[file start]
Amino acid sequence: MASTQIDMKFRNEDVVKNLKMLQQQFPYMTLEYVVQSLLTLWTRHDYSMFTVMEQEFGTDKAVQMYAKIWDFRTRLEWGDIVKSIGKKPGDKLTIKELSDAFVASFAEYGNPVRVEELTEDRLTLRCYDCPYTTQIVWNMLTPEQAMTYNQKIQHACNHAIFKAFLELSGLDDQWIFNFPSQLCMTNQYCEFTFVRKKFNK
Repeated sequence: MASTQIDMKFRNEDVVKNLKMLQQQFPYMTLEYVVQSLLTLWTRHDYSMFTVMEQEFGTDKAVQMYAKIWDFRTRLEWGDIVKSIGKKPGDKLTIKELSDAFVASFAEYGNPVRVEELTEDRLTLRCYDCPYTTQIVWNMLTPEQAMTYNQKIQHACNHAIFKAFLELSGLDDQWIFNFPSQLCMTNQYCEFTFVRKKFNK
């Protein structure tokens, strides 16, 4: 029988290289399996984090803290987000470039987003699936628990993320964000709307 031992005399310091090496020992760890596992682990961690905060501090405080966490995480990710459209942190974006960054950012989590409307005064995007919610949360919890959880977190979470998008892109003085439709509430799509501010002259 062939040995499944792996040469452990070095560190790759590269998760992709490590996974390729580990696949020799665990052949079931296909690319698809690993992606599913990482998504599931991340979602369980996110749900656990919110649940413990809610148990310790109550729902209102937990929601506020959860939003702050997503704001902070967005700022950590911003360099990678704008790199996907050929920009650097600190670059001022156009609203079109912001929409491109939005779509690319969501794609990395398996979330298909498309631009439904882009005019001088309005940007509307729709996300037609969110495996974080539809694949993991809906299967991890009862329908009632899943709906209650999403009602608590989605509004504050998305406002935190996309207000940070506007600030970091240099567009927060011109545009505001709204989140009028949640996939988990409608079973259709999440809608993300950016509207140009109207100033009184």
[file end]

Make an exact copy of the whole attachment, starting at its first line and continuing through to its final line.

Amino acid sequence: MASTQIDMKFRNEDVVKNLKMLQQQFPYMTLEYVVQSLLTLWTRHDYSMFTVMEQEFGTDKAVQMYAKIWDFRTRLEWGDIVKSIGKKPGDKLTIKELSDAFVASFAEYGNPVRVEELTEDRLTLRCYDCPYTTQIVWNMLTPEQAMTYNQKIQHACNHAIFKAFLELSGLDDQWIFNFPSQLCMTNQYCEFTFVRKKFNK
Repeated sequence: MASTQIDMKFRNEDVVKNLKMLQQQFPYMTLEYVVQSLLTLWTRHDYSMFTVMEQEFGTDKAVQMYAKIWDFRTRLEWGDIVKSIGKKPGDKLTIKELSDAFVASFAEYGNPVRVEELTEDRLTLRCYDCPYTTQIVWNMLTPEQAMTYNQKIQHACNHAIFKAFLELSGLDDQWIFNFPSQLCMTNQYCEFTFVRKKFNK
């Protein structure tokens, strides 16, 4: 029988290289399996984090803290987000470039987003699936628990993320964000709307 031992005399310091090496020992760890596992682990961690905060501090405080966490995480990710459209942190974006960054950012989590409307005064995007919610949360919890959880977190979470998008892109003085439709509430799509501010002259 062939040995499944792996040469452990070095560190790759590269998760992709490590996974390729580990696949020799665990052949079931296909690319698809690993992606599913990482998504599931991340979602369980996110749900656990919110649940413990809610148990310790109550729902209102937990929601506020959860939003702050997503704001902070967005700022950590911003360099990678704008790199996907050929920009650097600190670059001022156009609203079109912001929409491109939005779509690319969501794609990395398996979330298909498309631009439904882009005019001088309005940007509307729709996300037609969110495996974080539809694949993991809906299967991890009862329908009632899943709906209650999403009602608590989605509004504050998305406002935190996309207000940070506007600030970091240099567009927060011109545009505001709204989140009028949640996939988990409608079973259709999440809608993300950016509207140009109207100033009184």